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  • Writer's pictureFrancisca Gigante, MA

A Brief History of the Palácio Nacional da Ajuda in Lisbon

What is the Palácio Nacional da Ajuda?

The Palácio Nacional da Ajuda, or the Palace of Ajuda in English, is a historic house museum in Lisbon that was once the residence of the Portuguese royal family.


Palace of Ajuda

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Palácio Nacional da Ajuda History

During the first half of the 18th century, King John V planned to construct a new summer residence here on the Ajuda Hill. Although the project was then abandoned, it was eventually acted upon by John’s successor, Joseph I. Following the devastating 1755 earthquake that ruined much of Lisbon, Joseph developed a severe case of claustrophobia, meaning he was unable to live in a walled structure. Instead, the monarch decided to move the royal court to these spacious grounds. Since the Ribeira Palace had recently been destroyed in the earthquake, Joseph ordered that his new royal residence be built from wood, to limit the consequences of seismic tremors. The new palace, commonly known as the Real Barraca (or Royal Hut), since it was then just a small complex of wood-and-cloth structures, served as the primary residence of the court for nearly three decades.


Further misfortune struck during the reign of Queen Mary I, when a fire destroyed the dwelling. In 1796, the royal architect Manuel Caetano de Sousa, designed a new palace of limestone that drew inspiration from the Baroque style of architecture that had gradually spread throughout Europe in the preceding century. However, in 1802 Caetano de Sousa died, and the architects Francisco Xavier Fabri and José da Costa e Silva took up the project. They had both trained in Italy and were instructed to design the building in Neoclassical style, which emerged as the dominant European form around that time.


Following the Napoleonic invasions, the lack of financial resources and the departure of the royal court to Brazil (a Portuguese colony at the time), work on the new building was left unfinished. After the death of King John VI, with the east and south wings now habitable, Princess Isabel Maria and her sisters chose the palace as their home. Two years later, King Michael decided the palace was to be his official home and ordered the continuation of the building work. However, after six months he moved to the Necessidades Palace and never returned. In the political instability of the clashes between liberals and absolutists, the building works ceased. When the liberals won, King Peter IV took over the government and swore to uphold the Constitutional Charter in the Throne Room of the Ajuda Palace.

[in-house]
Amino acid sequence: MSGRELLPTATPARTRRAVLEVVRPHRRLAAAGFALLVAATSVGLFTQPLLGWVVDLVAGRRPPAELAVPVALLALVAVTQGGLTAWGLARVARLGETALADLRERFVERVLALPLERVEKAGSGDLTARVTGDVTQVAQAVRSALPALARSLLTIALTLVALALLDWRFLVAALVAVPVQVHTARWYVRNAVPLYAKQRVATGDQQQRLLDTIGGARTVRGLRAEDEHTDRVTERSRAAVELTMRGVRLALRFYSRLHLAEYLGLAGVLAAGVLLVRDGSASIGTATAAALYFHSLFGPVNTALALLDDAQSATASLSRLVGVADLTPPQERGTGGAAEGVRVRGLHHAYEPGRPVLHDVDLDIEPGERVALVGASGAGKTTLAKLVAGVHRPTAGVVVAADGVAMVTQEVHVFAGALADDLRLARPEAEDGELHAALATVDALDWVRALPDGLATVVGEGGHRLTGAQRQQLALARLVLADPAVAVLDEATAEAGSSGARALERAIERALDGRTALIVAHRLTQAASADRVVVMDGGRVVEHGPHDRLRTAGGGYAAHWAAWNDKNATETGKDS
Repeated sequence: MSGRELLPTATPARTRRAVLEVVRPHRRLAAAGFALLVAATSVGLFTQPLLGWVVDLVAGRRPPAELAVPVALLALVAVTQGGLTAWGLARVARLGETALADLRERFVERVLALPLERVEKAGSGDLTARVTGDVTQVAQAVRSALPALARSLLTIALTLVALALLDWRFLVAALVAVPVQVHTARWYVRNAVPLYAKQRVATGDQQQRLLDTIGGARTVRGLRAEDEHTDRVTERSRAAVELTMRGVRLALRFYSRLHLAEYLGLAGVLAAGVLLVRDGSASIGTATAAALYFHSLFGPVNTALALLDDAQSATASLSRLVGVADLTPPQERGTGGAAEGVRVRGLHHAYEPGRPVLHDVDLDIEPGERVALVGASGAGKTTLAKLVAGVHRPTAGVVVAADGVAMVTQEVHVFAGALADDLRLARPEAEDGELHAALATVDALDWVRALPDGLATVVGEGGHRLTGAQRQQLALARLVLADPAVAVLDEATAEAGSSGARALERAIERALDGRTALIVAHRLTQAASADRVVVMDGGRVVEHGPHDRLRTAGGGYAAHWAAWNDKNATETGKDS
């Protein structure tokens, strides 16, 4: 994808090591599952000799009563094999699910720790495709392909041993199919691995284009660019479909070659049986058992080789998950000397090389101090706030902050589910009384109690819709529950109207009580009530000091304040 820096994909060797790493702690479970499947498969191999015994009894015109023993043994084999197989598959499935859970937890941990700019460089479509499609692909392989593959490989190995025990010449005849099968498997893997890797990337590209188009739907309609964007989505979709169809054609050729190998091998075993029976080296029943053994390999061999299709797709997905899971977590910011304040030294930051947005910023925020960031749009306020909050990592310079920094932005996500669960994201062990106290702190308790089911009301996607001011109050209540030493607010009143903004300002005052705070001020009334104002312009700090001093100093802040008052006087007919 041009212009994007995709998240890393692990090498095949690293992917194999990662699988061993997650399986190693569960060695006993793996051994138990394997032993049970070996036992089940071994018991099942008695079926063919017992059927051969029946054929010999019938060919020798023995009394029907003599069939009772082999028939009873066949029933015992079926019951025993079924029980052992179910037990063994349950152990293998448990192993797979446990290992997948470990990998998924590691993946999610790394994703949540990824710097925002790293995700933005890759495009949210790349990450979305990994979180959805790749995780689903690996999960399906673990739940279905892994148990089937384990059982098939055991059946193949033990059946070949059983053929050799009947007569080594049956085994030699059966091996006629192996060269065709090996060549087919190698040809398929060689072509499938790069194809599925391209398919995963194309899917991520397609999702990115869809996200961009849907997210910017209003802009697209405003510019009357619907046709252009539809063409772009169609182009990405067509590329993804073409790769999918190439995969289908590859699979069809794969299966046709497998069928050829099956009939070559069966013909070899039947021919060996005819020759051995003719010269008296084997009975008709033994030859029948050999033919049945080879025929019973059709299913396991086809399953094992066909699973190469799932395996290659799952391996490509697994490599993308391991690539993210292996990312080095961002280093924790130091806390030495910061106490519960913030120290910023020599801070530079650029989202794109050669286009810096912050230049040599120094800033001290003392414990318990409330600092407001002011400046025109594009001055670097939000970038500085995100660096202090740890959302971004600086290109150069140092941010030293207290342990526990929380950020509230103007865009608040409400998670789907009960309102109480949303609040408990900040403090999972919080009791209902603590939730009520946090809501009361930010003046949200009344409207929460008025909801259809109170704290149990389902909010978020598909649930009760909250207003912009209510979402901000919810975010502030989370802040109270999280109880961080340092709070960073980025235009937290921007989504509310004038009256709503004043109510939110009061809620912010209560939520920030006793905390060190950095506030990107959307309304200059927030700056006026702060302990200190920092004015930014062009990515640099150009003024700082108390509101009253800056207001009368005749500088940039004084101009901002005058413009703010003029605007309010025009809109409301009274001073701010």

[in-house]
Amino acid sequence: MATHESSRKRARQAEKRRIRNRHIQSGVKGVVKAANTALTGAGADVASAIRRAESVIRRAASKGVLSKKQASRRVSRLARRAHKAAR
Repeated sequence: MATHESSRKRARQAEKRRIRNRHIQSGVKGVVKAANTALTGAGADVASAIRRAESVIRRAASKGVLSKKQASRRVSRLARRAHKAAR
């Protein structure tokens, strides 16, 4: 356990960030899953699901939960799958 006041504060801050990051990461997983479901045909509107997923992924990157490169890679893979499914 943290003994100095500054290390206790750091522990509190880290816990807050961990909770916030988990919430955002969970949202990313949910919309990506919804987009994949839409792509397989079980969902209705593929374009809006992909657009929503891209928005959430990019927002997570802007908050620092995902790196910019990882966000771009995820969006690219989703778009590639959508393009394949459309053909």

For much of the 19th century, the royal family took up residence in the Necessidades, relegating the Ajuda to the status of a secondary home. It was only when King Luís I chose the palace as his official residence that the works were finally completed, 60 years after their initiation. His marriage to Maria Pia, Princess of Savoy, ensured the completion of the sumptuous interior, with wall and ceiling paintings, carpets, textiles and furniture all ordered by the queen and architect Joaquim Possidónio Narciso da Silva from the finest Portuguese and foreign sources.


In the interests of the occupants’ comfort and privacy, new private quarters were introduced: the Dining Room for daily family meals; the Blue Room, a living area; and spaces for leisure pursuits, such as the Marble Room and Billiard Room. The bathrooms were equipped with hot and cold running water, a domestic feature that was particularly advanced for the time. The queen also had a chapel built, where you can admire altarpieces by José Veloso Salgado and the only work by El Greco in Portugal.


The founding of the Republic in 1910 and the subsequent exile of the royal family led to the permanent closure of the palace, which eventually became a museum in 1968. Today, the sober Neoclassical building, which often serves as a backdrop to state ceremonies, acts as an intriguing time capsule, offering an insight into the regal lifestyle of the 19th century. Its collections, on display throughout the building as if it were still occupied, comprise decorative arts, paintings, textiles, furniture and jewellery (including the Portuguese Crown Jewels).


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